The Rabbi Yehuda Leib HaLevi Ashlag (1885–1954) became known as Baal HaSulam (‘Owner of the Ladder’) for his Sulam (‘ladder’) commentary on the Kabbalist Book of Zohar. He dedicated his life to the interpretation and dissemination of ideas found in the Kabbalah, the Jewish teachings intended to explain the relationship between God the infinite, and the mortal and finite universe: in other words, the roots and purpose of existence.
Born in Warsaw in 1885, Baal HaSulam was ordained as a rabbi at 19 years old, and served for 16 years as a Dayan (Jewish orthodox judge) and a teacher in Warsaw. In 1921, he immigrated to Israel and settled in the Old City of Jerusalem, where he rapidly became known as an authority and teacher in Kabbalah, particularly amongst fellow Polish Jews. He moved in due course to Givat Shaul, which was then a new neighborhood in western Jerusalem, where for several years he served as the neighborhood rabbi.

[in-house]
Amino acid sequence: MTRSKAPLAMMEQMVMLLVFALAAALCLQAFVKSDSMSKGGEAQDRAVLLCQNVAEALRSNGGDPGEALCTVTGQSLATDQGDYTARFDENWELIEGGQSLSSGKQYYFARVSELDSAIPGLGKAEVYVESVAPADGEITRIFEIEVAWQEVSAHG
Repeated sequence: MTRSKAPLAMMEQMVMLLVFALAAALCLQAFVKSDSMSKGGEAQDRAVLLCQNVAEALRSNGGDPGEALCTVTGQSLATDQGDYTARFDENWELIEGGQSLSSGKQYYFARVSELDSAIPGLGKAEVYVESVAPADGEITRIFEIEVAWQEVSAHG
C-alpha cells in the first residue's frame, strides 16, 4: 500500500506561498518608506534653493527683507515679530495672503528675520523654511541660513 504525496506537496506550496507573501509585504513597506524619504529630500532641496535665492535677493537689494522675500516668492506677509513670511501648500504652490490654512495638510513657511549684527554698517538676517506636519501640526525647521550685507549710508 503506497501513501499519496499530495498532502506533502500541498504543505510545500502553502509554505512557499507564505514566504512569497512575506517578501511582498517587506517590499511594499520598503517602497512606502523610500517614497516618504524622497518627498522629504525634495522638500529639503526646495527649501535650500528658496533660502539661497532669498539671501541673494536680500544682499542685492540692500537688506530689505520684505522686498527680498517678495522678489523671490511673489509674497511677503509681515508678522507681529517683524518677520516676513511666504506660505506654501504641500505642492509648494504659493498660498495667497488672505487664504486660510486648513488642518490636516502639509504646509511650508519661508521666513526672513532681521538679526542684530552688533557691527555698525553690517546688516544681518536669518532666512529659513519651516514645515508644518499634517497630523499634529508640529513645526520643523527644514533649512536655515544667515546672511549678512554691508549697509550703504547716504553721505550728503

The 1920s and 1930s saw the publication of Baal HaSulam’s first books, and he was to publish extensively over the course of his lifetime. His most important contributions to Kabbalist literature are generally agreed to be the Perush HaSulam (‘Commentary of the Ladder on the Zohar’), published in 18 volumes in the 1940s and 1950s; and his six-volume Talmud Eser Sefirot (‘Study of the Ten Sefirot’) began to appear in 1937. In the midst of this period of intensive writing and study, he also spent three years in London, during 1926-28; and whilst in London, in 1926, he composed the cycle Melodies of the Upper Worlds.